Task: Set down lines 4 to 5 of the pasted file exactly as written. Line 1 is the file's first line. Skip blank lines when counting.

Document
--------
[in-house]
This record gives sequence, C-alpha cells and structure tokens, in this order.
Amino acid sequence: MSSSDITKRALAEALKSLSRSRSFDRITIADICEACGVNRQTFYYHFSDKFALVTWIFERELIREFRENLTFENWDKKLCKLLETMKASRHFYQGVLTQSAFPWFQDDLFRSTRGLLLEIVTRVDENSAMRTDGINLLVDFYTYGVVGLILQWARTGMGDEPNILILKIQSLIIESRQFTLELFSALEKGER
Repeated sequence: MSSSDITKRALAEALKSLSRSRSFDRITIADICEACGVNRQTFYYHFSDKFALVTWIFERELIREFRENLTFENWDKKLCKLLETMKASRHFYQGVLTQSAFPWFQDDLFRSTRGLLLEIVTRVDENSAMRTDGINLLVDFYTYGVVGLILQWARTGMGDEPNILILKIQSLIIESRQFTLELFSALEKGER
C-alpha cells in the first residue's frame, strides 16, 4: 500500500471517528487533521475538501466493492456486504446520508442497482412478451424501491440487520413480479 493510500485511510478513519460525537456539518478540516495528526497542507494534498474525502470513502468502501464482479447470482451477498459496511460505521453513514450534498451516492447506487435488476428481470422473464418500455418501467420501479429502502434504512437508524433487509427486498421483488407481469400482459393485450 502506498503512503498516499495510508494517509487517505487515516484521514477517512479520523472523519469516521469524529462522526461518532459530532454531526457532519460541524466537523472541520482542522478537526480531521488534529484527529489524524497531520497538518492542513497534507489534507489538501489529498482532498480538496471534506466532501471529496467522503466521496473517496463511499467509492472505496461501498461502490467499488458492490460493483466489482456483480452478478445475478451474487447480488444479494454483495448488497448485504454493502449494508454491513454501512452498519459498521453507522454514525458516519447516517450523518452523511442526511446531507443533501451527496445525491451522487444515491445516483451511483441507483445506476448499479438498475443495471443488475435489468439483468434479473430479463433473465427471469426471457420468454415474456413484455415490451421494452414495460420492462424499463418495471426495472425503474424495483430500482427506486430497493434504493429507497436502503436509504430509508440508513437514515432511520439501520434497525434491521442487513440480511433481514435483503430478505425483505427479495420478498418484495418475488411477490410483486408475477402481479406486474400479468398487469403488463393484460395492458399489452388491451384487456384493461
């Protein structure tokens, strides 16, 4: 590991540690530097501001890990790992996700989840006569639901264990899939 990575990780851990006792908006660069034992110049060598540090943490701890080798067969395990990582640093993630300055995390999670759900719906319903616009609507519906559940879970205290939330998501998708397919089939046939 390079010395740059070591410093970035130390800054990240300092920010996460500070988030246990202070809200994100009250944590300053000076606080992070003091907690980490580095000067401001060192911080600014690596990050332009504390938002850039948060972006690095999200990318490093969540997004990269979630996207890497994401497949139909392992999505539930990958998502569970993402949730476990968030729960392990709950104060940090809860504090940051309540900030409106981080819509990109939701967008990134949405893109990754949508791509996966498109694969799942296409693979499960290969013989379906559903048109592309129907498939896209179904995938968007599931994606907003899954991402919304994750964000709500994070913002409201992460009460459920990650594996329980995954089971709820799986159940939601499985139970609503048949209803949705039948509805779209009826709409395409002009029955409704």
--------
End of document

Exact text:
Repeated sequence: MSSSDITKRALAEALKSLSRSRSFDRITIADICEACGVNRQTFYYHFSDKFALVTWIFERELIREFRENLTFENWDKKLCKLLETMKASRHFYQGVLTQSAFPWFQDDLFRSTRGLLLEIVTRVDENSAMRTDGINLLVDFYTYGVVGLILQWARTGMGDEPNILILKIQSLIIESRQFTLELFSALEKGER
C-alpha cells in the first residue's frame, strides 16, 4: 500500500471517528487533521475538501466493492456486504446520508442497482412478451424501491440487520413480479 493510500485511510478513519460525537456539518478540516495528526497542507494534498474525502470513502468502501464482479447470482451477498459496511460505521453513514450534498451516492447506487435488476428481470422473464418500455418501467420501479429502502434504512437508524433487509427486498421483488407481469400482459393485450 502506498503512503498516499495510508494517509487517505487515516484521514477517512479520523472523519469516521469524529462522526461518532459530532454531526457532519460541524466537523472541520482542522478537526480531521488534529484527529489524524497531520497538518492542513497534507489534507489538501489529498482532498480538496471534506466532501471529496467522503466521496473517496463511499467509492472505496461501498461502490467499488458492490460493483466489482456483480452478478445475478451474487447480488444479494454483495448488497448485504454493502449494508454491513454501512452498519459498521453507522454514525458516519447516517450523518452523511442526511446531507443533501451527496445525491451522487444515491445516483451511483441507483445506476448499479438498475443495471443488475435489468439483468434479473430479463433473465427471469426471457420468454415474456413484455415490451421494452414495460420492462424499463418495471426495472425503474424495483430500482427506486430497493434504493429507497436502503436509504430509508440508513437514515432511520439501520434497525434491521442487513440480511433481514435483503430478505425483505427479495420478498418484495418475488411477490410483486408475477402481479406486474400479468398487469403488463393484460395492458399489452388491451384487456384493461